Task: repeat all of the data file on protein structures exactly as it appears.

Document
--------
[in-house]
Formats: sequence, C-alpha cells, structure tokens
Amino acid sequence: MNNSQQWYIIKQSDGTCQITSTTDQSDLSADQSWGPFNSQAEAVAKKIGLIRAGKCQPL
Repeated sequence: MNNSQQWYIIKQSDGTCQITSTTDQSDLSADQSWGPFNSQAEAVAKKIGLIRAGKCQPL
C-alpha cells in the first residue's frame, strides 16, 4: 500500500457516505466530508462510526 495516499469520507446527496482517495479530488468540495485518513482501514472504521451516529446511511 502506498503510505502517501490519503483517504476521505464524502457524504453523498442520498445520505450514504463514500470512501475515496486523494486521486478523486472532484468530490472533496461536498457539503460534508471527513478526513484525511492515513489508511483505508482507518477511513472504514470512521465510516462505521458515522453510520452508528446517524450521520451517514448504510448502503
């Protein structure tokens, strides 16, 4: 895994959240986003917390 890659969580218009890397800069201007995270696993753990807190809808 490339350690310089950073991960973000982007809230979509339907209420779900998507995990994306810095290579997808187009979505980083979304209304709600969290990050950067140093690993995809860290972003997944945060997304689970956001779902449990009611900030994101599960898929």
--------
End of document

[in-house]
Formats: sequence, C-alpha cells, structure tokens
Amino acid sequence: MNNSQQWYIIKQSDGTCQITSTTDQSDLSADQSWGPFNSQAEAVAKKIGLIRAGKCQPL
Repeated sequence: MNNSQQWYIIKQSDGTCQITSTTDQSDLSADQSWGPFNSQAEAVAKKIGLIRAGKCQPL
C-alpha cells in the first residue's frame, strides 16, 4: 500500500457516505466530508462510526 495516499469520507446527496482517495479530488468540495485518513482501514472504521451516529446511511 502506498503510505502517501490519503483517504476521505464524502457524504453523498442520498445520505450514504463514500470512501475515496486523494486521486478523486472532484468530490472533496461536498457539503460534508471527513478526513484525511492515513489508511483505508482507518477511513472504514470512521465510516462505521458515522453510520452508528446517524450521520451517514448504510448502503
């Protein structure tokens, strides 16, 4: 895994959240986003917390 890659969580218009890397800069201007995270696993753990807190809808 490339350690310089950073991960973000982007809230979509339907209420779900998507995990994306810095290579997808187009979505980083979304209304709600969290990050950067140093690993995809860290972003997944945060997304689970956001779902449990009611900030994101599960898929």